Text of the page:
What's the importance of sand and pebbles in an ostrich's diet?

Ostriches swallow ‘grit’ – including sand and pebbles – and keep these in their gizzard to aid with digestion. The rough edges of the pebbles rub against the food they eat, grinding it into more digestible pieces.

Do ostriches drink a lot of water?

The natural plant-rich diet of ostriches includes sufficient moisture, which means they do not need to drink any additional fluids in order to stay hydrated. However, if they do come across a water source, they may well take a long drink when the opportunity arises.

Are there foods that can be toxic to ostriches?

Onion and avocado are toxic to ostriches and should never be offered. Acorns contain large amounts of tannic acid, which can lead to sickness in ostriches and may even prove fatal. For all birds, it is common sense to never feed foods containing chocolate, caffeine or alcohol, and ostriches are no exception.

How often do ostriches typically eat?

In the wild, ostriches will look for food every day although if necessary, they are able to survive for up to three days without eating. They will eat whatever is available, and will usually eat up to 1.8 kg of food a day, and more if they are particularly active.

As a particularly skilled survivalist in hot desert environments, the ostrich is used to traveling for long distances between fertile food grounds and although eating daily is usual, going for a couple of days without a decent meal will not have any impact on their health.

Ostrich feeding very early in the morning at sunrise

Ostrich feeding very early in the morning at sunrise

How long can ostriches go without eating?

Ostriches exhibit enviable stamina, and can last for up to two or three days between eating, and more than two weeks without water. Water is less important in their diet than for many bird species as they are desert animals and have evolved to gain moisture from the food they eat, rather than needing to drink to stay hydrated.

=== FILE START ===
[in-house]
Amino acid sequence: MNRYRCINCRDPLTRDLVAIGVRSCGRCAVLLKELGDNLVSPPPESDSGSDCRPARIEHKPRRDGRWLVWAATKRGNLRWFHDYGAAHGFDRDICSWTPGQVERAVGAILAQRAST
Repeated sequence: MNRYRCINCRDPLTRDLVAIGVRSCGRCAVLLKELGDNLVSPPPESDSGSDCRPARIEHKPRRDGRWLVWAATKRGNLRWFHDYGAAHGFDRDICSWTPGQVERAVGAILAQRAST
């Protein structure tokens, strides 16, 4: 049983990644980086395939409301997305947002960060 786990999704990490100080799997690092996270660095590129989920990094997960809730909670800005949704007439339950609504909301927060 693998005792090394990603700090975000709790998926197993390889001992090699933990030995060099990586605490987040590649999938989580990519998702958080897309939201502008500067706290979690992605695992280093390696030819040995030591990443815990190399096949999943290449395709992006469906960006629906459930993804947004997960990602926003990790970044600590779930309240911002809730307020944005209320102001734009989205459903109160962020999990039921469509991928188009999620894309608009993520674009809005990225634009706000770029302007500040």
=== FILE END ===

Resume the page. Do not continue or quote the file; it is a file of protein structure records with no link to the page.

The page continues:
Why do ostriches eat stones?

Ostriches swallow stones, rocks and pebbles to aid with digestion. They do not digest these, instead keeping them in their gizzard. The rough edges of the stones help to grind food particles during the digestion process, breaking them down into pieces that can be digested more easily.

Do ostriches eat meat?

Ostriches are strictly omnivores and follow a diet that contains both meat and plants. However, plants are their chief food source, and meat in the form of mammals, lizards and amphibians forms less than 5% of their diet. Around 20% of an ostrich’s diet consists of insects and other small invertebrates, including caterpillars, grasshoppers, beetles, crickets, spiders and cockroaches.

How do ostriches eat?

Ostriches eat in the same way as most birds, by swallowing their food whole. Ostriches have very long but strong and flexible throats, which they can use to squeeze food down into their stomachs.

Their digestive system involves two stomachs; the first stomach - the proventriculus or glandular stomach - is quite similar to ours. The second stomach, the gizzard, allows birds to grind up foods into a fine paste for easy digestion.

Ostrich gizzards are large, and they regularly swallow large stones to help grind up their food - this is what enables them to consume various types of tough and hard-to-digest plant matter.

Enjoyed this content? Share it now

You may also like

Get the best of Birdfact

Brighten up your inbox with our exclusive newsletter, enjoyed by thousands of people from around the world.

Your information will be used in accordance with Birdfact's privacy policy. You may opt out at any time.

© 2024 - Birdfact. All rights reserved. No part of this site may be reproduced without our written permission.